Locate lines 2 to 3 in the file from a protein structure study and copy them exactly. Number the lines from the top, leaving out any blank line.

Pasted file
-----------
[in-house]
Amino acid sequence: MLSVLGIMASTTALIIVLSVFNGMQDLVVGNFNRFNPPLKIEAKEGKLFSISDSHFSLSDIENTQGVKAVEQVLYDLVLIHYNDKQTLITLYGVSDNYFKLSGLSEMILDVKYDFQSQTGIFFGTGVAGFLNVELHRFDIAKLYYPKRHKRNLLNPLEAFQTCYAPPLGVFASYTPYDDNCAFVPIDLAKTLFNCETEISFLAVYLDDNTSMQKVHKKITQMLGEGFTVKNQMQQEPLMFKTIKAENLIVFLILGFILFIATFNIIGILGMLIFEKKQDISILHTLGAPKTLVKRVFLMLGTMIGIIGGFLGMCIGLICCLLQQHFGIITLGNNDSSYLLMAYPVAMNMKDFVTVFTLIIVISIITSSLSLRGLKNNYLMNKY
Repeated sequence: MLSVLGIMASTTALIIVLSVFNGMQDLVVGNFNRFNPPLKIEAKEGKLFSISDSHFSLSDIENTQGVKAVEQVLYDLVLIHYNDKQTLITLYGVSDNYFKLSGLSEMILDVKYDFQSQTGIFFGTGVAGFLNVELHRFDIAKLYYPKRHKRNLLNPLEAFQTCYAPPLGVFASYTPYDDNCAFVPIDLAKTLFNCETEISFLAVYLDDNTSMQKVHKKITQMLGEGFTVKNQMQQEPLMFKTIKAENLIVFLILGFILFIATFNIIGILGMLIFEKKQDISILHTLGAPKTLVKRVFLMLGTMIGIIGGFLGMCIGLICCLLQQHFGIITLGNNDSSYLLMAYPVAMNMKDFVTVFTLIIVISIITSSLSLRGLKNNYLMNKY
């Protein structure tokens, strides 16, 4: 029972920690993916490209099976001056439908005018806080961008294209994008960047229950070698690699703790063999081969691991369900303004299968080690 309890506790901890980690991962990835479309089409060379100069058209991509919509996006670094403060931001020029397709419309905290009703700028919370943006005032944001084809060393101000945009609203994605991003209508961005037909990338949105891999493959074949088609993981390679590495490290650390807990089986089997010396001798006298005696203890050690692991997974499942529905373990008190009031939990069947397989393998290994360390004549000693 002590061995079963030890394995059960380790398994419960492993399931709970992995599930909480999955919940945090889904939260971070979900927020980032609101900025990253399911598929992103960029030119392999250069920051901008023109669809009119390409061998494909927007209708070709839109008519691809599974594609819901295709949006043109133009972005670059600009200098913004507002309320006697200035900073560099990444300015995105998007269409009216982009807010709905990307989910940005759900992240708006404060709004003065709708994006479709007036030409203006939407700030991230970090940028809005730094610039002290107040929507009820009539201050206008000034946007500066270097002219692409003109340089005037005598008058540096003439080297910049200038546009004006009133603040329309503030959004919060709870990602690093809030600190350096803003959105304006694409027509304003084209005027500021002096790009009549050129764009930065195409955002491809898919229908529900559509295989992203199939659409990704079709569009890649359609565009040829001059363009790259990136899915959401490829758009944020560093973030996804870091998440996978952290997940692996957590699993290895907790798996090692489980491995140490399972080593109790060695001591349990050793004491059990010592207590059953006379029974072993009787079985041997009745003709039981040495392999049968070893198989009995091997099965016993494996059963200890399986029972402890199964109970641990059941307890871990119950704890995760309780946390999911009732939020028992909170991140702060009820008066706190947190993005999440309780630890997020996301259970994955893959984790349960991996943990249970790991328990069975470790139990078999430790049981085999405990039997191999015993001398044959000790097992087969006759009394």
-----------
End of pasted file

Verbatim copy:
Amino acid sequence: MLSVLGIMASTTALIIVLSVFNGMQDLVVGNFNRFNPPLKIEAKEGKLFSISDSHFSLSDIENTQGVKAVEQVLYDLVLIHYNDKQTLITLYGVSDNYFKLSGLSEMILDVKYDFQSQTGIFFGTGVAGFLNVELHRFDIAKLYYPKRHKRNLLNPLEAFQTCYAPPLGVFASYTPYDDNCAFVPIDLAKTLFNCETEISFLAVYLDDNTSMQKVHKKITQMLGEGFTVKNQMQQEPLMFKTIKAENLIVFLILGFILFIATFNIIGILGMLIFEKKQDISILHTLGAPKTLVKRVFLMLGTMIGIIGGFLGMCIGLICCLLQQHFGIITLGNNDSSYLLMAYPVAMNMKDFVTVFTLIIVISIITSSLSLRGLKNNYLMNKY
Repeated sequence: MLSVLGIMASTTALIIVLSVFNGMQDLVVGNFNRFNPPLKIEAKEGKLFSISDSHFSLSDIENTQGVKAVEQVLYDLVLIHYNDKQTLITLYGVSDNYFKLSGLSEMILDVKYDFQSQTGIFFGTGVAGFLNVELHRFDIAKLYYPKRHKRNLLNPLEAFQTCYAPPLGVFASYTPYDDNCAFVPIDLAKTLFNCETEISFLAVYLDDNTSMQKVHKKITQMLGEGFTVKNQMQQEPLMFKTIKAENLIVFLILGFILFIATFNIIGILGMLIFEKKQDISILHTLGAPKTLVKRVFLMLGTMIGIIGGFLGMCIGLICCLLQQHFGIITLGNNDSSYLLMAYPVAMNMKDFVTVFTLIIVISIITSSLSLRGLKNNYLMNKY